Theme: THE LORD SAVES US FROM SINS AND GIVES US HAPPINESS
- Leviticus 13:1-2. 44-46;
- Psalm 31 (32): 1-2. 5. 11. R/ v. 7;
- 1 Corinthians 10:31-11:1
- Mark 1:40-45
1. Today is the 6th Sunday in Ordinary Time, Liturgical Year B. The readings today tell us that the Lord saves us from sins and gives us happiness!
The gospel today tells us that the Lord had pity on a leper and touched him and healed him, but he warned him not to tell anyone about it, but to show himself to the priest who will certify that he was clean and offer the accompanying purification rituals. But the man told everyone about the cure and great crowds came to Jesus.
Jesus forbade the cleansed leper to tell anyone about it because Jesus did not want to be mistaken to be a miracle worker. Jesus came to suffer, die, rise from the dead, and give us the Holy Spirit to save us from sins – the “Messianic Secret” of Saint Mark! (NJBC/CCB/Fuller)
2. The first reading follows the theme of the gospel. The first reading tells us that the priest was to certify that a man was a leper. And as a leper he was to wear torn clothing, he was not to comb his hair, he was to cover his lips, and shout, “unclean, unclean”, and he was to be isolated from the community.
Leprosy symbolizes sin! In fact sin is worse than leprosy!
3. The responsorial psalm follows the theme of the first reading. The responsorial psalm tells us that the Lord does not only heal us of leprosy, but the Lord also saves us from sins and gives us happiness! Thus the response of the responsorial psalm: “You are my refuge, O Lord; you fill me with the joy of salvation.” (Ps 31 (32): 7/SM)
The responsorial psalm has three stanzas. The first stanza tells us that when our sins are forgiven us we will be very happy! Thus we read in the first stanza: “Happy the man whose offence is forgiven, whose sin is remitted. O happy the man to whom the Lord imputes no guilt, in whose spirit is no guile.” (Ps 31 (32): 1-2/SM)
The second stanza tells us that we have to confess our sins to God and God will forgive our sins. Thus the second stanza: “But now I have acknowledged my sins; my guilt I did not hide. I said: ‘I will confess my offence to the Lord.’ And you, Lord, have forgiven the guilt of my sin.” (Ps 31 (32): 5/SM)
Verses 3 and 4 of the original psalm which are not quoted in the responsorial psalm tell us that if we do not confess our sins to the Lord, we will suffer!
The third stanza tells us that when we confess our sins to the Lord and when the Lord forgives our sins we will be very happy! Thus the third stanza: “Rejoice, rejoice in the Lord, exult, you just! O come, ring out your joy, all you upright of heart.” (Ps 31 (32): 11/SM)
We confess our sins to the priest because the priest represents the “mercy” of God the Father, the “reconciliation” of God the Son through his death and resurrection, and the “forgiveness” of God the Holy Spirit! Thus the formula for absolution:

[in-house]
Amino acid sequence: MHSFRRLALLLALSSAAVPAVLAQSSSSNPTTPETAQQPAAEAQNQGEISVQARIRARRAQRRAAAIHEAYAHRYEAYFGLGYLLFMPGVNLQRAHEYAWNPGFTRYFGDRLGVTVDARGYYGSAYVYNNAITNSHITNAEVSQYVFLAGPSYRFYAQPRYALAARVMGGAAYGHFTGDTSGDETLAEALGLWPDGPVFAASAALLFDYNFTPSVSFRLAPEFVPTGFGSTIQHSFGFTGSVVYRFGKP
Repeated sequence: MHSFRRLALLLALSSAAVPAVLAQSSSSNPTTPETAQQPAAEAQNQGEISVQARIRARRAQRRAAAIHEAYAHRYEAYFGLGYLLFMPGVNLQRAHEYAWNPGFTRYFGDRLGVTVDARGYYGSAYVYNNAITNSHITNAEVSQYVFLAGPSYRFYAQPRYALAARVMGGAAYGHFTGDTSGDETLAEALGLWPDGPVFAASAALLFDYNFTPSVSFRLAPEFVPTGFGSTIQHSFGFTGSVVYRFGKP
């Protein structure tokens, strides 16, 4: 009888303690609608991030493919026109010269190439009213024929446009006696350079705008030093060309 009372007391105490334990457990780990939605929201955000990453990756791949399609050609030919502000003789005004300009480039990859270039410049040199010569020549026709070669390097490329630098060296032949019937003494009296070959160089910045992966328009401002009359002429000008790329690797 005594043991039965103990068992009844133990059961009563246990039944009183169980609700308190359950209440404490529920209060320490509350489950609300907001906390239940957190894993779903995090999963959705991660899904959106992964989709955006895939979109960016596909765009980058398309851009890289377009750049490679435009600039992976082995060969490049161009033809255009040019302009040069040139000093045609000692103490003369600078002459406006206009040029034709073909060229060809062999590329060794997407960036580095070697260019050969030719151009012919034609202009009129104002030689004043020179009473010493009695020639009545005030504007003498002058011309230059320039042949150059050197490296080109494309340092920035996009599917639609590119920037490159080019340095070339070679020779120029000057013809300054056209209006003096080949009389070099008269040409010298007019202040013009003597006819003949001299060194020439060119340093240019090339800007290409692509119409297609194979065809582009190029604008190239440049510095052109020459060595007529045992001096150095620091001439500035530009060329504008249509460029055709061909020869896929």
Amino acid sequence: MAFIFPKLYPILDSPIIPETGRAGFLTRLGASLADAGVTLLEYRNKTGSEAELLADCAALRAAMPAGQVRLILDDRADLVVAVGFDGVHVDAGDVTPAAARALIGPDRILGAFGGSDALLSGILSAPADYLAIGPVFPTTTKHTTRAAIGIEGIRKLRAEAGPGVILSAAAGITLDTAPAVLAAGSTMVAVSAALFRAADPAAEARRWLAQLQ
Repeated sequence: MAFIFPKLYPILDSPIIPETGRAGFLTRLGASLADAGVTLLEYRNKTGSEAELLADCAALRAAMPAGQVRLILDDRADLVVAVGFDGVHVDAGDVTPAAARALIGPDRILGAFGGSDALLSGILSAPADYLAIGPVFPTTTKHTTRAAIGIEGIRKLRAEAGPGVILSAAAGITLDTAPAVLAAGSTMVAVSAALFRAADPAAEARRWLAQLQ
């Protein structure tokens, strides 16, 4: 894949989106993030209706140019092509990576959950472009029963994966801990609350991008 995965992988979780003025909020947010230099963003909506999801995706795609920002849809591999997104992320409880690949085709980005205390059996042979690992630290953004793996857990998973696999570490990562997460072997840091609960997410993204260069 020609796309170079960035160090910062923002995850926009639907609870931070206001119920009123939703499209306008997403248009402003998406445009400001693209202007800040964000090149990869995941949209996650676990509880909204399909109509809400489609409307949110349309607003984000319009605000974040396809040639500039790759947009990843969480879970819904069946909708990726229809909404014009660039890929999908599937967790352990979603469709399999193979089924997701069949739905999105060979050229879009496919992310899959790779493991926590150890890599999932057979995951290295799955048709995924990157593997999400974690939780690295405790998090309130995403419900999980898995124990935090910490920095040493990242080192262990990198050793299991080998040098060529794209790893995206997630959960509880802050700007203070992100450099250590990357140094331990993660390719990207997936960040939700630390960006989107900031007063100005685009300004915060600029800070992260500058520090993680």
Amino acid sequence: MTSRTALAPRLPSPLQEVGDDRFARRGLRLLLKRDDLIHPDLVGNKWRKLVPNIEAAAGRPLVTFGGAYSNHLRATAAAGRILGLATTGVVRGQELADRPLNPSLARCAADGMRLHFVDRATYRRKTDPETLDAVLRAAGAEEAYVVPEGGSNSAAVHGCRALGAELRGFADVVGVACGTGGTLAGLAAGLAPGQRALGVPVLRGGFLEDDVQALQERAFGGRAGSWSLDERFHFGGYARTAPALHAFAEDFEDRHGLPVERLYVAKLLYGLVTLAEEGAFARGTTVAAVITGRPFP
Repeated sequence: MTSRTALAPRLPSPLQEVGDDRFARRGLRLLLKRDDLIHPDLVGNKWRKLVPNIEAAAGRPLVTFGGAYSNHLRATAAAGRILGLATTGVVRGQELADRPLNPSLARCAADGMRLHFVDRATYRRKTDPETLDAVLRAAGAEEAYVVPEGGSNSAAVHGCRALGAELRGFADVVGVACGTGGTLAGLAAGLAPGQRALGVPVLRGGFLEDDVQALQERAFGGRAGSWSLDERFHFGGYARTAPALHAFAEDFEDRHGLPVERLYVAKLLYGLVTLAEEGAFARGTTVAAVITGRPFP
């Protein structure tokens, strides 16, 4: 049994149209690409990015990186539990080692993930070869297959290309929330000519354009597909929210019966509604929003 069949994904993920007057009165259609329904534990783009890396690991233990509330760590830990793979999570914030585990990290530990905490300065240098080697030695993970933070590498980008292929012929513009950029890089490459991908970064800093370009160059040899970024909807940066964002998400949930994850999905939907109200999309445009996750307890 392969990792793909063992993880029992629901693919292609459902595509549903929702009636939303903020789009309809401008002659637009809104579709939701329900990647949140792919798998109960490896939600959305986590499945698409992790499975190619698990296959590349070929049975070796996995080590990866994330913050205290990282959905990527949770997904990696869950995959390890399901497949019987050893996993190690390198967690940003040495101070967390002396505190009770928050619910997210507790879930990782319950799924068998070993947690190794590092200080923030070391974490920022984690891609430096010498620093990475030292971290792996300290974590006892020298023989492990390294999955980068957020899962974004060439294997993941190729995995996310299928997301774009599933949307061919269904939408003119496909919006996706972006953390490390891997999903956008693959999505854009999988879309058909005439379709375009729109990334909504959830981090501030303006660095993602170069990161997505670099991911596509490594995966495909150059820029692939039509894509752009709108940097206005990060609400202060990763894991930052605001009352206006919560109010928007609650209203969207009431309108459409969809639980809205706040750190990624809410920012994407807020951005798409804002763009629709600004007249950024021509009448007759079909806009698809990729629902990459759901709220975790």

“God, the Father of mercies, through the death and resurrection of his Son has reconciled the world to himself, and sent the Holy Spirit among us for the forgiveness of sins; through the ministry of the Church may God give you pardon and peace, and I absolve you from your sins in the name of the Father, and of the Son, + and of the Holy Spirit.”
And the penitent answers: “Amen”! The penitent believes that his sins are forgiven. Some people do not believe that God can forgive their sins, because their sins are “too big” and “too many”! They sin against the Holy Spirit, that is, they do not believe that God can forgive their sins! There is no forgiveness for the Sin against the Holy Spirit!
Note that in the formula of absolution the priest is number five, not number one: Father, Son, Holy Spirit, Church, and Priest!
4. The second reading does not follow the theme of the day. But the second reading has something important to tell us. The second reading tells us that whatever we do; we must do it for the glory of God and for the good of man, that is, for their salvation!
The second reading tells us that eating food offered to idols is not a sin, but if it scandalizes others then we are not to eat it!
The second reading also tells us to imitate St. Paul just as St. Paul imitated Jesus Christ! Let us imitate St. Paul in proclaiming the Good News just as St. Paul imitated Jesus Christ in proclaiming the Good News!
5. Today in the Eucharist, we celebrate the death and resurrection of Jesus Christ, and we eat his body and drink his blood, and the Risen Lord will give us the Holy Spirit! The Holy Spirit will help us confess our sins to the Lord and the Lord will forgive our sins and give us happiness! The Holy Spirit will also help us to do everything for the glory of God and for the good of man, that is, for their salvation! The Holy Spirit will help us imitate St. Paul in proclaiming the Good News!
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